Evie Priestman — a transgender high school student in Arlington, Virginia — was cited in Southern Poverty Law Center’s amicus brief on behalf of Gavin Grimm with the Southern Poverty Law Center. This is his story.
I like to play guitar and tennis during my free time. I want to go to a liberal arts college and study to be a neurologist — and I am also transgender.
I always felt like a boy in elementary school. In those days, everyone knew me as a tomboy, which was comfortable for me. I felt most at home when my hair was short and I wore athletic clothes, which worked until middle school. Things were confusing for a few years. I didn’t know what to do about how I felt inside versus how I looked on the outside. But then I learned about other kids who were transgender, and I realized that this was my identity as well. I came out as male in the second week of freshman year.
I expected the reactions to my coming out and saying who I was to be negative, but people accepted me. I’m lucky because my mother has been very supportive and the reaction at school has been mostly positive. It takes people time to understand it. Most people have never met a transgender person before, which is why I did a TEDx Talk and contributed an article to The New York Times’ series “Transgender Today.” People don’t understand what they don’t know, and I want to help increase their understanding about the transgender community.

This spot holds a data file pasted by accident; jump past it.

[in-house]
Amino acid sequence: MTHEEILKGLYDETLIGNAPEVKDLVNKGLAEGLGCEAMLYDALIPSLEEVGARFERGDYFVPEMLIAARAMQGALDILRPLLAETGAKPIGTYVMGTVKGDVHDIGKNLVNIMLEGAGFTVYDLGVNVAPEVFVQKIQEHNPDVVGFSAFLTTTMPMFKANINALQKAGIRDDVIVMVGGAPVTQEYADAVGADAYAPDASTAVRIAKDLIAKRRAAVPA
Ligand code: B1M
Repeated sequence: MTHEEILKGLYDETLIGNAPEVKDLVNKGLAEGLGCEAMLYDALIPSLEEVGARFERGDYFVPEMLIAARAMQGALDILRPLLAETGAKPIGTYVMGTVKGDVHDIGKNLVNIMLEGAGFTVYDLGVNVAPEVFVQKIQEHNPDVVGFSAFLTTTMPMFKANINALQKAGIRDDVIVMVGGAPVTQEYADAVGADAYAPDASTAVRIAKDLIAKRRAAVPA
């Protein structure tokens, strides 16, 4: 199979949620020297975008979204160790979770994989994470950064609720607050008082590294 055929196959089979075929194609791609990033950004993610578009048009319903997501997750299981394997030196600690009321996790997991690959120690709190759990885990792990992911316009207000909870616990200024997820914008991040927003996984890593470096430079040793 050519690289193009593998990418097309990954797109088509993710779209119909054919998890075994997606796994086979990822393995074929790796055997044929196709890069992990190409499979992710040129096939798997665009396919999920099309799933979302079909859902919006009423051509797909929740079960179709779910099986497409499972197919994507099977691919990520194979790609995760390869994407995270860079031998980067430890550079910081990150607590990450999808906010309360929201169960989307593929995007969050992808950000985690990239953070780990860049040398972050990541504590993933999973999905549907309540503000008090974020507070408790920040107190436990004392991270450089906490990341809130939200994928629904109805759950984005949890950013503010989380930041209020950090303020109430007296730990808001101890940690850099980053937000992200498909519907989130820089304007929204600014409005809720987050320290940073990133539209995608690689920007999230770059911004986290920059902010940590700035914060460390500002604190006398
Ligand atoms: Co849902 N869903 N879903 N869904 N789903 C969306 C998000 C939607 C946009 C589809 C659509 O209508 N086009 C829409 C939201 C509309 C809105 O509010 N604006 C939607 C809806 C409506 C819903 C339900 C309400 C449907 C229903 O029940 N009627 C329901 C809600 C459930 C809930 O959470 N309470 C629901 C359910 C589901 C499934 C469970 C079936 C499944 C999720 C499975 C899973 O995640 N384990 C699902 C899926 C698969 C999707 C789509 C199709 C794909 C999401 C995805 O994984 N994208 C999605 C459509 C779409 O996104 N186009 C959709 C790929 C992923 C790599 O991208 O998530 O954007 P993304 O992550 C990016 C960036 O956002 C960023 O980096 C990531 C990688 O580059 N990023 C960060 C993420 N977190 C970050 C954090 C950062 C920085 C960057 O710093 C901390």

When I first came out I had to go to the nurse’s bathroom, which was far away from most of my classes. I didn’t like it. I felt like I had to go out of my way just to use the bathroom, but there really wasn’t a good reason for me to do that. I had to do this only because I was transgender, which really did not make any sense to me. At the beginning of sophomore year, I talked to my school counselor, who talked to the principal. He raised the issue with the leadership at Arlington Public Schools. Now I can go to the bathroom that fits my gender. It’s not a big deal, and none of the other guys in the bathroom care.
Just a few days before finishing this article, I received a notification announcing that the Arlington Gay and Lesbian Alliance was giving their 2015 Equality Award to the Arlington County School Board for adding gender identity to the nondiscrimination code for students and employees. (More information here.)
I am very lucky to attend a school in a district with this policy. I can use the bathroom that fits my gender identity without a problem. When I heard about Gavin not being able to use the bathroom at his school in Virginia, I wanted to help. Transgender youth can face a lot of obstacles, so I felt we should be able to do something as simple as using the bathroom that reflects our gender identity. I hope Gavin’s case allows him to enjoy this simple right, just as I am.